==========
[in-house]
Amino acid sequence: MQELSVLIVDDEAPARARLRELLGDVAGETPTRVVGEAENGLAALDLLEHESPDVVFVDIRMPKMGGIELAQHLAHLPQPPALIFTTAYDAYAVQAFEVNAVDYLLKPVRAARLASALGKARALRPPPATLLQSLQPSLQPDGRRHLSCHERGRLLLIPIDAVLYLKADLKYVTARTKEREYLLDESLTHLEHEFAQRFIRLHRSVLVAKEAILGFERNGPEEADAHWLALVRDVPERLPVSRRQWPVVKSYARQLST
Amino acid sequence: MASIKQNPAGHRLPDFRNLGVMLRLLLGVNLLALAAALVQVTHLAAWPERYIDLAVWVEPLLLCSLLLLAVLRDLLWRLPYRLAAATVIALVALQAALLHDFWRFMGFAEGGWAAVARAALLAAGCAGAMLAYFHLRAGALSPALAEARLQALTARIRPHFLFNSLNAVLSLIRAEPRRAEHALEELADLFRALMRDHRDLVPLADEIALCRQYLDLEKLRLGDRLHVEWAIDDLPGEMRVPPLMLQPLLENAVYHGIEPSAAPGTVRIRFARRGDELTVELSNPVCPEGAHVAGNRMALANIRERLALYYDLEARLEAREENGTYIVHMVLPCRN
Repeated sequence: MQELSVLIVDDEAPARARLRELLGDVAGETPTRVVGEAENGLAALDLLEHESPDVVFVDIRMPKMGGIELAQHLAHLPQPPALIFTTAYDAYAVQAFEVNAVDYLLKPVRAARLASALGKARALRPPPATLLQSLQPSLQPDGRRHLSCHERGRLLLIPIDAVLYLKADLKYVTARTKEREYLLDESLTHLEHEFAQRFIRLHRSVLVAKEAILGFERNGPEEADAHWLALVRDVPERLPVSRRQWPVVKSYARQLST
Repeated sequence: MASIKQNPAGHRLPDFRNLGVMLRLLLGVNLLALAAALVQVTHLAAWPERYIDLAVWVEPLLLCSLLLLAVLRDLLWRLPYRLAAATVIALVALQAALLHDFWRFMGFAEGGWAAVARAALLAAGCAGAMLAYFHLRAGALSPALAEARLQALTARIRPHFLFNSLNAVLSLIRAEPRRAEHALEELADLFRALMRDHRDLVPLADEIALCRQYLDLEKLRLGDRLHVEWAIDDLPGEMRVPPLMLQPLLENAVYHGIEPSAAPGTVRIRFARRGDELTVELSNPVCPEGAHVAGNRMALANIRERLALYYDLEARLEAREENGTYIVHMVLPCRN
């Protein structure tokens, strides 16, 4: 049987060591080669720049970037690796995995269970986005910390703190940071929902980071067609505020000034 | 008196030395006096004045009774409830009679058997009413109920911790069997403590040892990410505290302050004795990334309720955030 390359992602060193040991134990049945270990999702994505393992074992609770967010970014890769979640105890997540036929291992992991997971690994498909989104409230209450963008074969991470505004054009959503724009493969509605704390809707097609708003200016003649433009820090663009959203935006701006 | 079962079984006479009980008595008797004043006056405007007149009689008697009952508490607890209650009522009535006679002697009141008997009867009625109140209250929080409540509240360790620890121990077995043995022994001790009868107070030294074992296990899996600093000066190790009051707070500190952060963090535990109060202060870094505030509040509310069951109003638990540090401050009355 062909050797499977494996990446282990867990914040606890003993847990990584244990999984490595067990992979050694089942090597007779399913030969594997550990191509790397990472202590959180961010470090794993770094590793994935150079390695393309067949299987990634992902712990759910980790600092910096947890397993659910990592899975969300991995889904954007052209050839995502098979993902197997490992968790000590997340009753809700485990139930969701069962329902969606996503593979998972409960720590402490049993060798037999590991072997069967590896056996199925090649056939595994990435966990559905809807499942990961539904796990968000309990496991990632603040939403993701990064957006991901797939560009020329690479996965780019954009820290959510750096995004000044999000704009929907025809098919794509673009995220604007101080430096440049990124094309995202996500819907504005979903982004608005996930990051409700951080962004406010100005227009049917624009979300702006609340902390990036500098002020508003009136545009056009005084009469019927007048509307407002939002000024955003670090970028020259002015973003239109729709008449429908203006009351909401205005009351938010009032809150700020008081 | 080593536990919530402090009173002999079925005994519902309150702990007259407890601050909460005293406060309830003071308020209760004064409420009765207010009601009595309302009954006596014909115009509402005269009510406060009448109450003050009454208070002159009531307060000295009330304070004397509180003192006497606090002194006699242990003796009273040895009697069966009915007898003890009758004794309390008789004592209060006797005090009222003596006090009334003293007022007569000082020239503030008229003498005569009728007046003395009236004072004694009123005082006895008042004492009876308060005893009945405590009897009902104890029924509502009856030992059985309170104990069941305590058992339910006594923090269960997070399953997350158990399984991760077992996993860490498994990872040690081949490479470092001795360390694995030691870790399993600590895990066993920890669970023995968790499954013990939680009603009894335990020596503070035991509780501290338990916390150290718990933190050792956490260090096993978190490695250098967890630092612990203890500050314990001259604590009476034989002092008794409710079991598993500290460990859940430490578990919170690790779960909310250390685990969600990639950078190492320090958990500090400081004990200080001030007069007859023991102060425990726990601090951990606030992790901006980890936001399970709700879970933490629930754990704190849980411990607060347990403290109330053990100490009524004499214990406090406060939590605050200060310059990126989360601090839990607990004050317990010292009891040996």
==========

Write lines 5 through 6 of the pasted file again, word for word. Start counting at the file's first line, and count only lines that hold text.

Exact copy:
Repeated sequence: MASIKQNPAGHRLPDFRNLGVMLRLLLGVNLLALAAALVQVTHLAAWPERYIDLAVWVEPLLLCSLLLLAVLRDLLWRLPYRLAAATVIALVALQAALLHDFWRFMGFAEGGWAAVARAALLAAGCAGAMLAYFHLRAGALSPALAEARLQALTARIRPHFLFNSLNAVLSLIRAEPRRAEHALEELADLFRALMRDHRDLVPLADEIALCRQYLDLEKLRLGDRLHVEWAIDDLPGEMRVPPLMLQPLLENAVYHGIEPSAAPGTVRIRFARRGDELTVELSNPVCPEGAHVAGNRMALANIRERLALYYDLEARLEAREENGTYIVHMVLPCRN
């Protein structure tokens, strides 16, 4: 049987060591080669720049970037690796995995269970986005910390703190940071929902980071067609505020000034 | 008196030395006096004045009774409830009679058997009413109920911790069997403590040892990410505290302050004795990334309720955030 390359992602060193040991134990049945270990999702994505393992074992609770967010970014890769979640105890997540036929291992992991997971690994498909989104409230209450963008074969991470505004054009959503724009493969509605704390809707097609708003200016003649433009820090663009959203935006701006 | 079962079984006479009980008595008797004043006056405007007149009689008697009952508490607890209650009522009535006679002697009141008997009867009625109140209250929080409540509240360790620890121990077995043995022994001790009868107070030294074992296990899996600093000066190790009051707070500190952060963090535990109060202060870094505030509040509310069951109003638990540090401050009355 062909050797499977494996990446282990867990914040606890003993847990990584244990999984490595067990992979050694089942090597007779399913030969594997550990191509790397990472202590959180961010470090794993770094590793994935150079390695393309067949299987990634992902712990759910980790600092910096947890397993659910990592899975969300991995889904954007052209050839995502098979993902197997490992968790000590997340009753809700485990139930969701069962329902969606996503593979998972409960720590402490049993060798037999590991072997069967590896056996199925090649056939595994990435966990559905809807499942990961539904796990968000309990496991990632603040939403993701990064957006991901797939560009020329690479996965780019954009820290959510750096995004000044999000704009929907025809098919794509673009995220604007101080430096440049990124094309995202996500819907504005979903982004608005996930990051409700951080962004406010100005227009049917624009979300702006609340902390990036500098002020508003009136545009056009005084009469019927007048509307407002939002000024955003670090970028020259002015973003239109729709008449429908203006009351909401205005009351938010009032809150700020008081 | 080593536990919530402090009173002999079925005994519902309150702990007259407890601050909460005293406060309830003071308020209760004064409420009765207010009601009595309302009954006596014909115009509402005269009510406060009448109450003050009454208070002159009531307060000295009330304070004397509180003192006497606090002194006699242990003796009273040895009697069966009915007898003890009758004794309390008789004592209060006797005090009222003596006090009334003293007022007569000082020239503030008229003498005569009728007046003395009236004072004694009123005082006895008042004492009876308060005893009945405590009897009902104890029924509502009856030992059985309170104990069941305590058992339910006594923090269960997070399953997350158990399984991760077992996993860490498994990872040690081949490479470092001795360390694995030691870790399993600590895990066993920890669970023995968790499954013990939680009603009894335990020596503070035991509780501290338990916390150290718990933190050792956490260090096993978190490695250098967890630092612990203890500050314990001259604590009476034989002092008794409710079991598993500290460990859940430490578990919170690790779960909310250390685990969600990639950078190492320090958990500090400081004990200080001030007069007859023991102060425990726990601090951990606030992790901006980890936001399970709700879970933490629930754990704190849980411990607060347990403290109330053990100490009524004499214990406090406060939590605050200060310059990126989360601090839990607990004050317990010292009891040996």